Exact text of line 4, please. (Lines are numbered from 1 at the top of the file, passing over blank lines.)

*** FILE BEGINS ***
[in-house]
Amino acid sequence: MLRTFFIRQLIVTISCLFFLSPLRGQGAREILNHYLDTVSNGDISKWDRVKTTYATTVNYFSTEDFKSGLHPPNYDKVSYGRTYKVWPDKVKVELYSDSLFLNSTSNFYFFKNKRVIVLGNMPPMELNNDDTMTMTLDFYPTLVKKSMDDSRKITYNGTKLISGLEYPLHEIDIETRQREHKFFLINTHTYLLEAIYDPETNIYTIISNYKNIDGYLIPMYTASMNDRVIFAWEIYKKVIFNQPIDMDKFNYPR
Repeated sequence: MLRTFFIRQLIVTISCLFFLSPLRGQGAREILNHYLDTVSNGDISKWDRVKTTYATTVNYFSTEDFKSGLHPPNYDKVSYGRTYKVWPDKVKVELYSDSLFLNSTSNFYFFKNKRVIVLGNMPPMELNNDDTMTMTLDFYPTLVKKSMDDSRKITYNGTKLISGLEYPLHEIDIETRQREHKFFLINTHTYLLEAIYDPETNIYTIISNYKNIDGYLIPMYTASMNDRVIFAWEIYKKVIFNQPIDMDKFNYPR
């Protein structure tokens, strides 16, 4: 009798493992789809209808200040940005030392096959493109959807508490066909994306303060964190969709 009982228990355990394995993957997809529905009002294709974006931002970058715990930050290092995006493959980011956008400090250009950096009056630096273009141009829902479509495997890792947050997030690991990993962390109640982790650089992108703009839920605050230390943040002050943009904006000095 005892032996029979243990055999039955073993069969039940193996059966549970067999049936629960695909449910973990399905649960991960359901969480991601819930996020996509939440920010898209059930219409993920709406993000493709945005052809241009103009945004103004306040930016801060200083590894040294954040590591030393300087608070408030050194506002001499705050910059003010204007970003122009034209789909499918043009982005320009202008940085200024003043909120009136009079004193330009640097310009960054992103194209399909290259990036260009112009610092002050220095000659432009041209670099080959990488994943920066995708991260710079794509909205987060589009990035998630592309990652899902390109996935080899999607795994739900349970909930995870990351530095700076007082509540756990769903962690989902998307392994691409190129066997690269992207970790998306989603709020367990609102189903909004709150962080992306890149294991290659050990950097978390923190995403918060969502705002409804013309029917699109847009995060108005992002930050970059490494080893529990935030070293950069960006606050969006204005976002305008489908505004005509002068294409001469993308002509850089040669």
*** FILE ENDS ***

């Protein structure tokens, strides 16, 4: 009798493992789809209808200040940005030392096959493109959807508490066909994306303060964190969709 009982228990355990394995993957997809529905009002294709974006931002970058715990930050290092995006493959980011956008400090250009950096009056630096273009141009829902479509495997890792947050997030690991990993962390109640982790650089992108703009839920605050230390943040002050943009904006000095 005892032996029979243990055999039955073993069969039940193996059966549970067999049936629960695909449910973990399905649960991960359901969480991601819930996020996509939440920010898209059930219409993920709406993000493709945005052809241009103009945004103004306040930016801060200083590894040294954040590591030393300087608070408030050194506002001499705050910059003010204007970003122009034209789909499918043009982005320009202008940085200024003043909120009136009079004193330009640097310009960054992103194209399909290259990036260009112009610092002050220095000659432009041209670099080959990488994943920066995708991260710079794509909205987060589009990035998630592309990652899902390109996935080899999607795994739900349970909930995870990351530095700076007082509540756990769903962690989902998307392994691409190129066997690269992207970790998306989603709020367990609102189903909004709150962080992306890149294991290659050990950097978390923190995403918060969502705002409804013309029917699109847009995060108005992002930050970059490494080893529990935030070293950069960006606050969006204005976002305008489908505004005509002068294409001469993308002509850089040669």